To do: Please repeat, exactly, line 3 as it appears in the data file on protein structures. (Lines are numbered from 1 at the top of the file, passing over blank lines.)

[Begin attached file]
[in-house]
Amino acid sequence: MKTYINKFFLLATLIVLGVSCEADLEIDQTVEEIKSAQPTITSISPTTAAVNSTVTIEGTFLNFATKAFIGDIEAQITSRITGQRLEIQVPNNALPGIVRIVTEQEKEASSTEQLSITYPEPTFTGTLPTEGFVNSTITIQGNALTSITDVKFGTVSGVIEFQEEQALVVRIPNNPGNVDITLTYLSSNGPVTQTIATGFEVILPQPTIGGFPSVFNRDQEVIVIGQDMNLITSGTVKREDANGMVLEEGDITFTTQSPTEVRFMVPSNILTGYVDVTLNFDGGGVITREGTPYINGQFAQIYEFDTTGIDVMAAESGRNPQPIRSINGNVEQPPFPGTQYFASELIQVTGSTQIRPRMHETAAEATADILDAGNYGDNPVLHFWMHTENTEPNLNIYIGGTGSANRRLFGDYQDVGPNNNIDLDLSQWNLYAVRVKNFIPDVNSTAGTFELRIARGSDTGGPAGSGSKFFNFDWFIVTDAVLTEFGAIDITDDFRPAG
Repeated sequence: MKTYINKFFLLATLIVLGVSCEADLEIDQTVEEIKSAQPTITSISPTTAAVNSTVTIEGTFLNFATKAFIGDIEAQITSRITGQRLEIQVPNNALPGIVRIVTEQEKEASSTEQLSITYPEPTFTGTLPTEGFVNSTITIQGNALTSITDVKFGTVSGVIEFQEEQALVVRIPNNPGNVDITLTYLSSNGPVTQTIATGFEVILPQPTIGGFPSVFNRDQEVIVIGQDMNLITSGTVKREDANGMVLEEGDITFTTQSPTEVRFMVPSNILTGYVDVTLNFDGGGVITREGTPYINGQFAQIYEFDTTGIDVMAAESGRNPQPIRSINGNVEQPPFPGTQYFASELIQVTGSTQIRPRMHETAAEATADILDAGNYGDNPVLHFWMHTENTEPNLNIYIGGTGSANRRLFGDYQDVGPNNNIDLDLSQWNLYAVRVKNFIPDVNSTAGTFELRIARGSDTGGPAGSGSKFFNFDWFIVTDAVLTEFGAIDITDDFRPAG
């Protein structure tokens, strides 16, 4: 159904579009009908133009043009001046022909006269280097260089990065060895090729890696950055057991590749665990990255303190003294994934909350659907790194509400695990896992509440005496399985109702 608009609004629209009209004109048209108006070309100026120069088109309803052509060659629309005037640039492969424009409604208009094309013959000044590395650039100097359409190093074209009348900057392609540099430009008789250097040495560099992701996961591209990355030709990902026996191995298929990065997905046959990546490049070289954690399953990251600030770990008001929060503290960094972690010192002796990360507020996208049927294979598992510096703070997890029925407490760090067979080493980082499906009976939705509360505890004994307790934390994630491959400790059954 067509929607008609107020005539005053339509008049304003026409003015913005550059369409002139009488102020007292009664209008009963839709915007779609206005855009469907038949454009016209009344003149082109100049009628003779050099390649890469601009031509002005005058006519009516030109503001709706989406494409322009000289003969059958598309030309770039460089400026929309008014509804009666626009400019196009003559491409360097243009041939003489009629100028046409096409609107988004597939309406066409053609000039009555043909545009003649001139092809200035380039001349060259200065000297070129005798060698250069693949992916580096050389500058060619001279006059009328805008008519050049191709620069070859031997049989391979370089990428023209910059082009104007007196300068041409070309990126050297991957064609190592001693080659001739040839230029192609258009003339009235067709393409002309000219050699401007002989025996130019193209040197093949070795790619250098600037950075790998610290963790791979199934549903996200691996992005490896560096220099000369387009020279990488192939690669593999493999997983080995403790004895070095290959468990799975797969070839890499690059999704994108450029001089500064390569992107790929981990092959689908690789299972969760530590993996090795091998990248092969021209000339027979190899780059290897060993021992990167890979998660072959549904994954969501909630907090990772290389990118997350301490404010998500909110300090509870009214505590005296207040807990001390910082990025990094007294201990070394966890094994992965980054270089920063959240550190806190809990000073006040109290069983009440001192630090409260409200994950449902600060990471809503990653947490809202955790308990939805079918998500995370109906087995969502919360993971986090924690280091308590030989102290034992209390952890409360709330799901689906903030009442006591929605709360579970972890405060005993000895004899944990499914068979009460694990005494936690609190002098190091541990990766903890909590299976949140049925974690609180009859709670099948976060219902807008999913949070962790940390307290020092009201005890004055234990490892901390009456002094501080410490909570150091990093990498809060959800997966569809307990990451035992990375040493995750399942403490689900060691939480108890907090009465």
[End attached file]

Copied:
Repeated sequence: MKTYINKFFLLATLIVLGVSCEADLEIDQTVEEIKSAQPTITSISPTTAAVNSTVTIEGTFLNFATKAFIGDIEAQITSRITGQRLEIQVPNNALPGIVRIVTEQEKEASSTEQLSITYPEPTFTGTLPTEGFVNSTITIQGNALTSITDVKFGTVSGVIEFQEEQALVVRIPNNPGNVDITLTYLSSNGPVTQTIATGFEVILPQPTIGGFPSVFNRDQEVIVIGQDMNLITSGTVKREDANGMVLEEGDITFTTQSPTEVRFMVPSNILTGYVDVTLNFDGGGVITREGTPYINGQFAQIYEFDTTGIDVMAAESGRNPQPIRSINGNVEQPPFPGTQYFASELIQVTGSTQIRPRMHETAAEATADILDAGNYGDNPVLHFWMHTENTEPNLNIYIGGTGSANRRLFGDYQDVGPNNNIDLDLSQWNLYAVRVKNFIPDVNSTAGTFELRIARGSDTGGPAGSGSKFFNFDWFIVTDAVLTEFGAIDITDDFRPAG